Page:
A worker fixing the upper part of the car-sized drone
After fifteen years of development, Israeli tech firm Urban Aeronautics’ is planning to get their 1,500 kg passenger drone ‘the Cormorant’ onto the market within the next four years.

AeroMobil – cross between a passenger car and a small aeroplane

Slovakian firm AeroMobil’s futuristic flying vehicle prototype combines the characteristics of a small aeroplane and a traditional passenger car and is estimated to launch this year. The latest version of the vehicle, the AeroMobil 3.0, is just one of a couple of the company’s experimental and innovative prototypes, designed to be flown as well as driven. In fact, it transforms from a car into a plane within seconds. As a car it can be used in road traffic like a regular car. It even fits into a normal parking space. As an aeroplane it can land and take off using any surface of a few hundred metres long and use any airport in the world. The vehicle contains features such as autopilot, avionics equipment and a parachute deployment system. AeroMobil’s prototypes are predominantly luxurious flying two-seaters but there are practical uses for the vehicle as well. They could, for instance, be used for law enforcement personnel to access areas which lack adequate road infrastructure. It could help people travel medium distances and significantly cut commuters’ travel time.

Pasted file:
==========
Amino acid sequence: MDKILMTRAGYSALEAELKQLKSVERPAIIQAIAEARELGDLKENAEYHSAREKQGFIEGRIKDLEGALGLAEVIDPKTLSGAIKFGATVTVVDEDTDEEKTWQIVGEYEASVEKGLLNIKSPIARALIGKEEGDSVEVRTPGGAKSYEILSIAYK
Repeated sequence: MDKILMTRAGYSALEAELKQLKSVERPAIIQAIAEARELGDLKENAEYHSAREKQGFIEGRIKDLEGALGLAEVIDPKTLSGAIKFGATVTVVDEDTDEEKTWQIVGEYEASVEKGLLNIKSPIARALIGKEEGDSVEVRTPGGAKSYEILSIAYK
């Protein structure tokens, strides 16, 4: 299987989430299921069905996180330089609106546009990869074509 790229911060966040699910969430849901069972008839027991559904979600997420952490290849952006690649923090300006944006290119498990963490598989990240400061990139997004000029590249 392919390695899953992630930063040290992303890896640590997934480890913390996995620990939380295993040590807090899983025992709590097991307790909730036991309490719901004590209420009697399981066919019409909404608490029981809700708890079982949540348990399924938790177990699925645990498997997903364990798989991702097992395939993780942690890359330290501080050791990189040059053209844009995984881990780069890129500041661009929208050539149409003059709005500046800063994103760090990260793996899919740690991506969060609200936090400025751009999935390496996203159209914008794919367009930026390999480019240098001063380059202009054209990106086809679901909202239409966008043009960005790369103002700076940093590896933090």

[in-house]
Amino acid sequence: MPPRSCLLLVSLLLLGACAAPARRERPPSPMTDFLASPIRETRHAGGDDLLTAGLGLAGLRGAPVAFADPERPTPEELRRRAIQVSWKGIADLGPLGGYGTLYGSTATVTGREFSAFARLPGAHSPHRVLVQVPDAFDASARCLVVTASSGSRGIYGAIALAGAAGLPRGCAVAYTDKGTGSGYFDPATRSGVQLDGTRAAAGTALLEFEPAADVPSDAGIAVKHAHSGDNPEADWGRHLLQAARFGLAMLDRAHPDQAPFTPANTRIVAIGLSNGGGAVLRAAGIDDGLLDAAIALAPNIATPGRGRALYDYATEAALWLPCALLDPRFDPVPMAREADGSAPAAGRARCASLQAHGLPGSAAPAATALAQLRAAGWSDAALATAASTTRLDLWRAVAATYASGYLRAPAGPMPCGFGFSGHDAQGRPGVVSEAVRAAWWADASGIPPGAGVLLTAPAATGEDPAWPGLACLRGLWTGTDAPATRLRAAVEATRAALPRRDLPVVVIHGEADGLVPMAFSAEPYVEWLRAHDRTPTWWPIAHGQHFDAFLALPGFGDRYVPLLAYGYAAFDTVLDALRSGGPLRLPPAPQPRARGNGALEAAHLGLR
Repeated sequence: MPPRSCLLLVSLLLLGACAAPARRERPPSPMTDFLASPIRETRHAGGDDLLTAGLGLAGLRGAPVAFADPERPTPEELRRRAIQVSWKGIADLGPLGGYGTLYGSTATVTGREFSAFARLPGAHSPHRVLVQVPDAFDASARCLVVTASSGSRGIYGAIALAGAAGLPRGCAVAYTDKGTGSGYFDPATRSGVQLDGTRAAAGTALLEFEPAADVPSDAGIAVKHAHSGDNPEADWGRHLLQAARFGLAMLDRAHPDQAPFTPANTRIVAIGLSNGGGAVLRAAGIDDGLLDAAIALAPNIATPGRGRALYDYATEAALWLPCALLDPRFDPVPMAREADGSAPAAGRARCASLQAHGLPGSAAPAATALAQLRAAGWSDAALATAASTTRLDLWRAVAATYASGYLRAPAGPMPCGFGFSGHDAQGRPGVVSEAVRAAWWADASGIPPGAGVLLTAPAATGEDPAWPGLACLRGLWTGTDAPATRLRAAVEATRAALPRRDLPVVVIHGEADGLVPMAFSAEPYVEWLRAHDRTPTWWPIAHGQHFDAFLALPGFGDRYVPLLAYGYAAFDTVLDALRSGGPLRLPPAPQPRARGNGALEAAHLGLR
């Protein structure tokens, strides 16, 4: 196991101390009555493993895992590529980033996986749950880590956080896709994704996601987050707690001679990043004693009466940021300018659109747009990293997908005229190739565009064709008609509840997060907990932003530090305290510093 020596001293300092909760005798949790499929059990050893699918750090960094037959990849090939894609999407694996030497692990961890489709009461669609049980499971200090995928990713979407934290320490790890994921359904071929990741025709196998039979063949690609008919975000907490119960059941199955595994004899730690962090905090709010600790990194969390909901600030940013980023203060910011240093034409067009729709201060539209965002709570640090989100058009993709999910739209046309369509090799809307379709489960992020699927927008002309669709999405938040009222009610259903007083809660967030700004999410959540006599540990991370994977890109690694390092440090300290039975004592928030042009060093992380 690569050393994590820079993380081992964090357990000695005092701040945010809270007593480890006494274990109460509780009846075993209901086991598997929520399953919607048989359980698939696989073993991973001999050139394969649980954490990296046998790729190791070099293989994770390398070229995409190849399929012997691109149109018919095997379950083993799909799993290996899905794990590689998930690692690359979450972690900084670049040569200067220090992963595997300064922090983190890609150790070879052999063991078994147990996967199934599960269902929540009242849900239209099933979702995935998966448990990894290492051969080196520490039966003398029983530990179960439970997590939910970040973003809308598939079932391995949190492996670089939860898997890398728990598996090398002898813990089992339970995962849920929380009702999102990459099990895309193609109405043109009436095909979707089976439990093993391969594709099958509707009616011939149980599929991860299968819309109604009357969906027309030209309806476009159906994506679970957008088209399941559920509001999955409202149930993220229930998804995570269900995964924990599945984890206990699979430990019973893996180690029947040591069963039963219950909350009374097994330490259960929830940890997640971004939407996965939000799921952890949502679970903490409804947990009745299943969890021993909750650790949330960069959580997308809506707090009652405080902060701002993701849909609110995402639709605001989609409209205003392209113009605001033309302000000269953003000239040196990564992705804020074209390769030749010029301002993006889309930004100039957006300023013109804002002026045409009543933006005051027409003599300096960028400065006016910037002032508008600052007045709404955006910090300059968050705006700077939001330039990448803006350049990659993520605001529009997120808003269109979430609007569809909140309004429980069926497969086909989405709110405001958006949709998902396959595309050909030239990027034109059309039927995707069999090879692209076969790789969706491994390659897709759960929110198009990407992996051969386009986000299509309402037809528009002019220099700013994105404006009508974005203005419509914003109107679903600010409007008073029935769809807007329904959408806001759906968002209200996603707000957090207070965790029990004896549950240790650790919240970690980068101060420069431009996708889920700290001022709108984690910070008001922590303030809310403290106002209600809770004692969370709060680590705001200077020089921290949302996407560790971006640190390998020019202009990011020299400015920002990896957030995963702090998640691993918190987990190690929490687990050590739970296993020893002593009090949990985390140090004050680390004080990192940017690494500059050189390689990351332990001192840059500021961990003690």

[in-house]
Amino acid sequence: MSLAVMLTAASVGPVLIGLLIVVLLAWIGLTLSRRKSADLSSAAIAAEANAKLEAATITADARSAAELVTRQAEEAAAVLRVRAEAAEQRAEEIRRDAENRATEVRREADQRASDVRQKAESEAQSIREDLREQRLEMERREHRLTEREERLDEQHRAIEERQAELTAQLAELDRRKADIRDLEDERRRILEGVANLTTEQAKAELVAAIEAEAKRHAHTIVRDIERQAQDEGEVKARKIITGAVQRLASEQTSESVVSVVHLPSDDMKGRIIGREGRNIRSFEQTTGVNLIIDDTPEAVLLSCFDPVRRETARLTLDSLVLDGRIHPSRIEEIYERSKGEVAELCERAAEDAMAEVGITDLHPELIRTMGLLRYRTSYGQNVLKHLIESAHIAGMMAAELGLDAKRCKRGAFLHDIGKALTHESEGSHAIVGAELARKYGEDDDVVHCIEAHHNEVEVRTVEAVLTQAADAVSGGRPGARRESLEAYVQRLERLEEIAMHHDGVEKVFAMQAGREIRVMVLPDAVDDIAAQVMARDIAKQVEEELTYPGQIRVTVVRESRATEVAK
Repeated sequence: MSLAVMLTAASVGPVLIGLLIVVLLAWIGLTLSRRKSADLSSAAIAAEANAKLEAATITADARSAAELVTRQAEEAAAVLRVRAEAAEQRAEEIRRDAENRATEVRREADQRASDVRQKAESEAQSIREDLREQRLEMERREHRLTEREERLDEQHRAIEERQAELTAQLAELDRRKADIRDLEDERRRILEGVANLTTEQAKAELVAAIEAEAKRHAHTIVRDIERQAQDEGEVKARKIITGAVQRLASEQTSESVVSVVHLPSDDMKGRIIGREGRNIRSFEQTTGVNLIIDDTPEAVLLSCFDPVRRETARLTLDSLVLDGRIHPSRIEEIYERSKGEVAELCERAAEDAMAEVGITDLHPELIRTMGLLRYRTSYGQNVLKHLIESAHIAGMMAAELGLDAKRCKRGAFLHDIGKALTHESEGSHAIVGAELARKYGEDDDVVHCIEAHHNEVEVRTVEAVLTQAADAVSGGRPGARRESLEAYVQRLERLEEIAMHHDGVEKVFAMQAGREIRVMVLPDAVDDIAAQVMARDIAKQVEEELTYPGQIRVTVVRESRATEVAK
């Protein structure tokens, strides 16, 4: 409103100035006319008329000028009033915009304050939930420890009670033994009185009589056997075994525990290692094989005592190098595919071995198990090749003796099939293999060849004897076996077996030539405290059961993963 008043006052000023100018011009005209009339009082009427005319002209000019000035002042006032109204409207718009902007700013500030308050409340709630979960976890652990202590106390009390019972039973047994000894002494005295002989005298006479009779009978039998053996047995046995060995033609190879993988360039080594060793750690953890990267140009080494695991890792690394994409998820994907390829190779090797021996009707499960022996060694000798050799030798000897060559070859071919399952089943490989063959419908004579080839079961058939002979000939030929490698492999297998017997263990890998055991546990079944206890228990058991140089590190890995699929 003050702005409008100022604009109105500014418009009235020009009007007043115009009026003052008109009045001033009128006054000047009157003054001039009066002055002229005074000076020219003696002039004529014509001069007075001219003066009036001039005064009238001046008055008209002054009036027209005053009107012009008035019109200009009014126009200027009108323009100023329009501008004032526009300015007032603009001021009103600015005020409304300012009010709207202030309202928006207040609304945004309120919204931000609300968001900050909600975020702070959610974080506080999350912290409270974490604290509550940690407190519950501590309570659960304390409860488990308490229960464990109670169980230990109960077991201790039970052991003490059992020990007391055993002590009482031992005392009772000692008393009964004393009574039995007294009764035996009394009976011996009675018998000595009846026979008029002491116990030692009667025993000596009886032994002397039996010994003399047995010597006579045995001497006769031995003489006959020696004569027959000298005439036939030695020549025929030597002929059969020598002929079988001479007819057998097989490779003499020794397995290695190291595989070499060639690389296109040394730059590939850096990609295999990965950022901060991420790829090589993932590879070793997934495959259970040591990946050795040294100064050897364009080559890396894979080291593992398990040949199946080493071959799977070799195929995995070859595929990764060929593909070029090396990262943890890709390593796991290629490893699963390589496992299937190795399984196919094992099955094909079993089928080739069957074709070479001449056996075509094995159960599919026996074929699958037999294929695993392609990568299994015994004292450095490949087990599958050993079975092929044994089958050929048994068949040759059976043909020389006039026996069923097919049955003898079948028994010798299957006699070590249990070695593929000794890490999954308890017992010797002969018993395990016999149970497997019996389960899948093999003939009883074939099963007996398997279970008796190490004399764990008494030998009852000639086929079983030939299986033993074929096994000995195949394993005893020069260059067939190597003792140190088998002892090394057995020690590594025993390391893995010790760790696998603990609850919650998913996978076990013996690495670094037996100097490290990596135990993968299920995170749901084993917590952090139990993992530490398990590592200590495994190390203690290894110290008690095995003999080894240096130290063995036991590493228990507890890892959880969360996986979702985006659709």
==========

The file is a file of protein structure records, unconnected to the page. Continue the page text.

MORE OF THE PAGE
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Airbus to test self-flying transporter this year

France-based Airbus, one of the largest aeroplane, helicopter and space equipment manufacturers in the world, has recently announced plans to test a self-flying passenger vehicle this year, that will eventually be flying above busy city streets. The ambitious Vahana project was designed to create small, efficient VTOL (vertical takeoff and landing) craft to use in busy urban areas. Even though Airbus has only recently started experimenting with these types of flying vehicles, the company is taking it very seriously. The self-flying vehicles would be part of a type of taxi service, where travelers book a ride via an app, much like current car-sharing services. Airbus Group CEO Tom Enders says: “Flying vehicles can significantly reduce city infrastructure costs as it would eliminate the need to invest millions in bridges and roads. They can also play an important role in the reduction of pollution in overcrowded cities by pushing back traffic on inner city roads.” Vahana aims to have a full-scale prototype completed and tested this year, and a demo unit ready for production towards 2020.

Uber and NASA engineer working together to take vehicles to the skies